I'd like to prove by reduction that given a Turing machine $M$, there exists no Turing machine that decides whether $M$ ends in polynomial time on any input.

Any idea as to what problem to reduce, as a first hint?

  • 3
    $\begingroup$ What have you tried and where did you get stuck? Have you tried the Halting problem as default reduction partner? You may want to check out our reference questions, and this one. $\endgroup$ – Raphael Nov 8 '16 at 0:25
  • 1
    $\begingroup$ What does "ends in polynomial time on any input" mean? Polynomial time is an asymptotic notion, and we usually don't have a fixed polynomial in mind. Try to rephrase your question using more basic terms. $\endgroup$ – Yuval Filmus Nov 8 '16 at 7:32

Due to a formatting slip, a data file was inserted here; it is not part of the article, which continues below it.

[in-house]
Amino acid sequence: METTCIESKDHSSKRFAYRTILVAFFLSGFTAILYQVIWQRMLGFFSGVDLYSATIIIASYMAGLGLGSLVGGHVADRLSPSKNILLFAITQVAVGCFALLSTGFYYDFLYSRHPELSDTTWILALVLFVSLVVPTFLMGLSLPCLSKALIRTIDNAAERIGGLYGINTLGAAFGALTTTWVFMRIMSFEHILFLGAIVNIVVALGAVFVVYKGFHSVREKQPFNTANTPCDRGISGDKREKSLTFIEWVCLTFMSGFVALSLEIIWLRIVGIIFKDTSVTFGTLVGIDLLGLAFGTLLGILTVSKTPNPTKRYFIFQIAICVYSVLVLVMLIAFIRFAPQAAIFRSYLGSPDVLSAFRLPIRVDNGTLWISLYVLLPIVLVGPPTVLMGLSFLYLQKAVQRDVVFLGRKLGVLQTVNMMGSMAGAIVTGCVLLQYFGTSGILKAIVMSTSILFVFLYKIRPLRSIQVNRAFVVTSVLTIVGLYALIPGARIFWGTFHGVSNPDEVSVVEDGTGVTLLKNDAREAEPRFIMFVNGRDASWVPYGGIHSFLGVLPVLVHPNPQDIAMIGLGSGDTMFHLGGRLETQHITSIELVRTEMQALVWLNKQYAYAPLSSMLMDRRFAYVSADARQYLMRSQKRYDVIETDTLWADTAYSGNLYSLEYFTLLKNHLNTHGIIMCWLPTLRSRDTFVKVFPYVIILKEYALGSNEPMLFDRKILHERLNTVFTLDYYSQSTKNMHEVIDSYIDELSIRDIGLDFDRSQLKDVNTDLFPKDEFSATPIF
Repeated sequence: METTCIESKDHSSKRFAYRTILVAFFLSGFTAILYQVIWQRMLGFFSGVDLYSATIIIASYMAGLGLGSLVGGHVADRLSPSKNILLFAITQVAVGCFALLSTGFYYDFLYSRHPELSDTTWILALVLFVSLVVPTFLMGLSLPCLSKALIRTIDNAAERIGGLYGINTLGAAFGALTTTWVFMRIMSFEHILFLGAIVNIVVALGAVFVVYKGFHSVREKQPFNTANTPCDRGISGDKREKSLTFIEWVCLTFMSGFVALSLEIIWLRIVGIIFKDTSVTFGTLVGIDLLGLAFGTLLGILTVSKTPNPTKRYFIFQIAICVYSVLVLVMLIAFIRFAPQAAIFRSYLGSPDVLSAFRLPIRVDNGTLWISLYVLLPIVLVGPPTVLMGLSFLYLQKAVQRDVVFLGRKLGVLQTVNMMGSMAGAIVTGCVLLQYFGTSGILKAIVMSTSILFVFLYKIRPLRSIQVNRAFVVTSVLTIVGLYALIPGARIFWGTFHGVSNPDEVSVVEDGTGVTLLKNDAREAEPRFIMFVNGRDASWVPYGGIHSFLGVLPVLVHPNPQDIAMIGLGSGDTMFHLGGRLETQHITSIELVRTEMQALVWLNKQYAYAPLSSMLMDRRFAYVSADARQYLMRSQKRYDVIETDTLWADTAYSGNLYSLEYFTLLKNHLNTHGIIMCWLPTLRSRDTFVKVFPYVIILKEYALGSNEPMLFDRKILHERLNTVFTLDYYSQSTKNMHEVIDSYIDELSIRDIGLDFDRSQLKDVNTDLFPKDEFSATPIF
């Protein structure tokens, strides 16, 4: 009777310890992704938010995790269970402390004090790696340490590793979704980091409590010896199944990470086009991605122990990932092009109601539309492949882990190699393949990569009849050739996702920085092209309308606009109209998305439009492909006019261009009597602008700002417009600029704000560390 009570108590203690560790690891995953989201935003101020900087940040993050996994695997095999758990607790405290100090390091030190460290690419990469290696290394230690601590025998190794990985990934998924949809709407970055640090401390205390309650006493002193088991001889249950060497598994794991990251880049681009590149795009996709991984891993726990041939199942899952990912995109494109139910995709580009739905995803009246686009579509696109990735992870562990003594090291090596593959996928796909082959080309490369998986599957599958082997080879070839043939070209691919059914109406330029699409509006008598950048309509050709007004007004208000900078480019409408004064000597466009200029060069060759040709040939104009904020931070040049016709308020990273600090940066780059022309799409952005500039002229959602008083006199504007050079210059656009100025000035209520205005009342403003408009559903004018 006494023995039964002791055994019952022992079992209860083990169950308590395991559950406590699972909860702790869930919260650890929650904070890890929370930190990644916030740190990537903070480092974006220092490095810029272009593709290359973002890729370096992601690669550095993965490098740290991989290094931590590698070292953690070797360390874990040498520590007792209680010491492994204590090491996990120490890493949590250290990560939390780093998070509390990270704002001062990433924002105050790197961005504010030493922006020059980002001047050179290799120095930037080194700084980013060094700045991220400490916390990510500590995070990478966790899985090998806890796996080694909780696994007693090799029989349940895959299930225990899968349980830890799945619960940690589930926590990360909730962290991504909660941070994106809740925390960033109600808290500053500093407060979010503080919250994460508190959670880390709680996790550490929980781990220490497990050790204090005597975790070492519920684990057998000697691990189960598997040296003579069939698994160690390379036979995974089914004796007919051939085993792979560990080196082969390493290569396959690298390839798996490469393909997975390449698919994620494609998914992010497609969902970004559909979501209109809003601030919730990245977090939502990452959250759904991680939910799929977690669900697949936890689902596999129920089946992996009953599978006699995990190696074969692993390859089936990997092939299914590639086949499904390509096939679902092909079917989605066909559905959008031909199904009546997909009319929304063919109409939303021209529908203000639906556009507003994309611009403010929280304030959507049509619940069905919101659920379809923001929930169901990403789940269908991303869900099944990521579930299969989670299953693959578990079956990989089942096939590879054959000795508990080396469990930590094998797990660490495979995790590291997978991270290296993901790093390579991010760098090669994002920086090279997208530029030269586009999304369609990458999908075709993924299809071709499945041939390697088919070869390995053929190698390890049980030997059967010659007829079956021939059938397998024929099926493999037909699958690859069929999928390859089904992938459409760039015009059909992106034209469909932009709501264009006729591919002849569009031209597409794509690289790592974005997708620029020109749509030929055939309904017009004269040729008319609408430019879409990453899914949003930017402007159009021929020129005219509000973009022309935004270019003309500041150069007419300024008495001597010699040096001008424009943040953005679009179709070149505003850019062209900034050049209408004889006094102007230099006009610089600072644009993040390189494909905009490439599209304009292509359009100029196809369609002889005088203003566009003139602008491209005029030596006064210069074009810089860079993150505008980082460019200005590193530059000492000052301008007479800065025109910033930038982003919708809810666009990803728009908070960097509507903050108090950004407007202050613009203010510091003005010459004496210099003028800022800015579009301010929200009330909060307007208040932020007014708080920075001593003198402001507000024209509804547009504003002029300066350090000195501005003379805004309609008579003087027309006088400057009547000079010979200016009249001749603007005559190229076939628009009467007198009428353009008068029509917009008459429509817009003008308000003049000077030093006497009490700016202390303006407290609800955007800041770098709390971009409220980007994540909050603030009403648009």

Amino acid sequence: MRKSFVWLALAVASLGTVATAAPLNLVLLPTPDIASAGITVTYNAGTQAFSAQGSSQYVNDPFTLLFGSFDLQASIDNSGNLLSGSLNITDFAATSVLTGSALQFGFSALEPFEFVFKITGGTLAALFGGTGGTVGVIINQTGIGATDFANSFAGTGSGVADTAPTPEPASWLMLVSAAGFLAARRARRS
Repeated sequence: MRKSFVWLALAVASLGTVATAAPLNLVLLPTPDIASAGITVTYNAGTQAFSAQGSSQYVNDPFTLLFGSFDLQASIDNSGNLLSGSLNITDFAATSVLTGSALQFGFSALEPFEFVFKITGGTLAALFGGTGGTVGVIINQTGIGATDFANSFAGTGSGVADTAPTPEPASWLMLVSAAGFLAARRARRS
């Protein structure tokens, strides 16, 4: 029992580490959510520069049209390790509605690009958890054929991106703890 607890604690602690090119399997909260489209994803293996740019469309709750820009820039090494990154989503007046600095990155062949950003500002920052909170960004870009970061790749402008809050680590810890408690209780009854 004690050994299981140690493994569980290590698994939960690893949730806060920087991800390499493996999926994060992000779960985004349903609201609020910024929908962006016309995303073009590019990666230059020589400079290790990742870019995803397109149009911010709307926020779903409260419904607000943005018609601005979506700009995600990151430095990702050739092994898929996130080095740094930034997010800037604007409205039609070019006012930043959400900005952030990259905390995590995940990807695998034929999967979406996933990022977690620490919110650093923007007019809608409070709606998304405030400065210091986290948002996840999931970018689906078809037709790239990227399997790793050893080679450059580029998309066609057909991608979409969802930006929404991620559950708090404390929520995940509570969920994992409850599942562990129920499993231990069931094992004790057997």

• $\begingroup$ @YuvalFilmus *shrug* "... no Turing machine that decides whether there is some polynomial $p$ such that $M$ halts within $p(|x|)$ steps for all inputs $x$." I suspect that's not the asker's difficulty. $\endgroup$ – David Richerby Nov 8 '16 at 9:22
  • 1
    $\begingroup$ @DavidRicherby In that case, perhaps every is better than any. $\endgroup$ – Yuval Filmus Nov 8 '16 at 9:32
  • 3
    $\begingroup$ @YuvalFilmus Yeah. I vote to ban the word "any" in mathematical writing. It can be existential or universal depending on context and it's far too easy to interpret it the wrong way. (Actually, I think that, in this case, I might've misread the question as literally saying "every"; I agree that it looks existential in the actual sentence.) $\endgroup$ – David Richerby Nov 8 '16 at 9:36

Your Answer

By clicking “Post Your Answer”, you agree to our terms of service, privacy policy and cookie policy

Browse other questions tagged or ask your own question.